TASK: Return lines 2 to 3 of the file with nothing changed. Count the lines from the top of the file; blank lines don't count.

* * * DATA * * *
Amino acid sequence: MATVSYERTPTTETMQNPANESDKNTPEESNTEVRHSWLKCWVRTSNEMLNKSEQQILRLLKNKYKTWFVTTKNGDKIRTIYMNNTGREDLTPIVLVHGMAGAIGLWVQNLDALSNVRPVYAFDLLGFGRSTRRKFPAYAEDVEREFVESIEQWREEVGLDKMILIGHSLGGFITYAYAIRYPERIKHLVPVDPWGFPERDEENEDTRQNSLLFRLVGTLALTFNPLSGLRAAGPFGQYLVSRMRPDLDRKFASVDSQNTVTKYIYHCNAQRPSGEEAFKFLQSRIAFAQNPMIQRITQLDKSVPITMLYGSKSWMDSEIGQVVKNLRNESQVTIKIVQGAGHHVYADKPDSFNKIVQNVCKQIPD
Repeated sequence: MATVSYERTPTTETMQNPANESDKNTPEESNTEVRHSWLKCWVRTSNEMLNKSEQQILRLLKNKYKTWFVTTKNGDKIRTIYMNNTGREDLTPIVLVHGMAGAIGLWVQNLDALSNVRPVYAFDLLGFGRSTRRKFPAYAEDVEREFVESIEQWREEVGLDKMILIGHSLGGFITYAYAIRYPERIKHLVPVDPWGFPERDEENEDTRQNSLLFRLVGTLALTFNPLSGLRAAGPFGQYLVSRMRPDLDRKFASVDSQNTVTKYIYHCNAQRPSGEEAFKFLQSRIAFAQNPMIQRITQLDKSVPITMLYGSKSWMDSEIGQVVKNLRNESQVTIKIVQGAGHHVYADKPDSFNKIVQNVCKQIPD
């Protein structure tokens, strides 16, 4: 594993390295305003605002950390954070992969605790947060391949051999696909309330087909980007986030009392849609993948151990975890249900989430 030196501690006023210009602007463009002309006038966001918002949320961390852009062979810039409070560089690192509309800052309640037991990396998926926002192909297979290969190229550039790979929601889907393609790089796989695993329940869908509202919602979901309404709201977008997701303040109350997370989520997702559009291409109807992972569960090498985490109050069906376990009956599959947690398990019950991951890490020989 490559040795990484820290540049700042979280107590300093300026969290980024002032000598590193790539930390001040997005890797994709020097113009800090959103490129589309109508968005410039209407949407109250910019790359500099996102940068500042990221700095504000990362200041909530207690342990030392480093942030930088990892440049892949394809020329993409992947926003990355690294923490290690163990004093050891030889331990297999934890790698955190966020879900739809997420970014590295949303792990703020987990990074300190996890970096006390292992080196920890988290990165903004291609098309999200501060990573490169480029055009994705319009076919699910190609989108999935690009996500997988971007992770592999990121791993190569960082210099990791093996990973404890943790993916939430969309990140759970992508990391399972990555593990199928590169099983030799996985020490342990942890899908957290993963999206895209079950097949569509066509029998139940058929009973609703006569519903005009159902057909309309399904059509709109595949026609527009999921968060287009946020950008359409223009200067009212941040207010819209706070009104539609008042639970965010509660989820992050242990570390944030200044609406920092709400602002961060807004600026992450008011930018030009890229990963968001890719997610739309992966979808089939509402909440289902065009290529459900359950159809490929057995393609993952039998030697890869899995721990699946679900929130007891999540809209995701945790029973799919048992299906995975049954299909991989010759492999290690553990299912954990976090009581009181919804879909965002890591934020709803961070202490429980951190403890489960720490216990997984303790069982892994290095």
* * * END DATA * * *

Repeated sequence: MATVSYERTPTTETMQNPANESDKNTPEESNTEVRHSWLKCWVRTSNEMLNKSEQQILRLLKNKYKTWFVTTKNGDKIRTIYMNNTGREDLTPIVLVHGMAGAIGLWVQNLDALSNVRPVYAFDLLGFGRSTRRKFPAYAEDVEREFVESIEQWREEVGLDKMILIGHSLGGFITYAYAIRYPERIKHLVPVDPWGFPERDEENEDTRQNSLLFRLVGTLALTFNPLSGLRAAGPFGQYLVSRMRPDLDRKFASVDSQNTVTKYIYHCNAQRPSGEEAFKFLQSRIAFAQNPMIQRITQLDKSVPITMLYGSKSWMDSEIGQVVKNLRNESQVTIKIVQGAGHHVYADKPDSFNKIVQNVCKQIPD
């Protein structure tokens, strides 16, 4: 594993390295305003605002950390954070992969605790947060391949051999696909309330087909980007986030009392849609993948151990975890249900989430 030196501690006023210009602007463009002309006038966001918002949320961390852009062979810039409070560089690192509309800052309640037991990396998926926002192909297979290969190229550039790979929601889907393609790089796989695993329940869908509202919602979901309404709201977008997701303040109350997370989520997702559009291409109807992972569960090498985490109050069906376990009956599959947690398990019950991951890490020989 490559040795990484820290540049700042979280107590300093300026969290980024002032000598590193790539930390001040997005890797994709020097113009800090959103490129589309109508968005410039209407949407109250910019790359500099996102940068500042990221700095504000990362200041909530207690342990030392480093942030930088990892440049892949394809020329993409992947926003990355690294923490290690163990004093050891030889331990297999934890790698955190966020879900739809997420970014590295949303792990703020987990990074300190996890970096006390292992080196920890988290990165903004291609098309999200501060990573490169480029055009994705319009076919699910190609989108999935690009996500997988971007992770592999990121791993190569960082210099990791093996990973404890943790993916939430969309990140759970992508990391399972990555593990199928590169099983030799996985020490342990942890899908957290993963999206895209079950097949569509066509029998139940058929009973609703006569519903005009159902057909309309399904059509709109595949026609527009999921968060287009946020950008359409223009200067009212941040207010819209706070009104539609008042639970965010509660989820992050242990570390944030200044609406920092709400602002961060807004600026992450008011930018030009890229990963968001890719997610739309992966979808089939509402909440289902065009290529459900359950159809490929057995393609993952039998030697890869899995721990699946679900929130007891999540809209995701945790029973799919048992299906995975049954299909991989010759492999290690553990299912954990976090009581009181919804879909965002890591934020709803961070202490429980951190403890489960720490216990997984303790069982892994290095």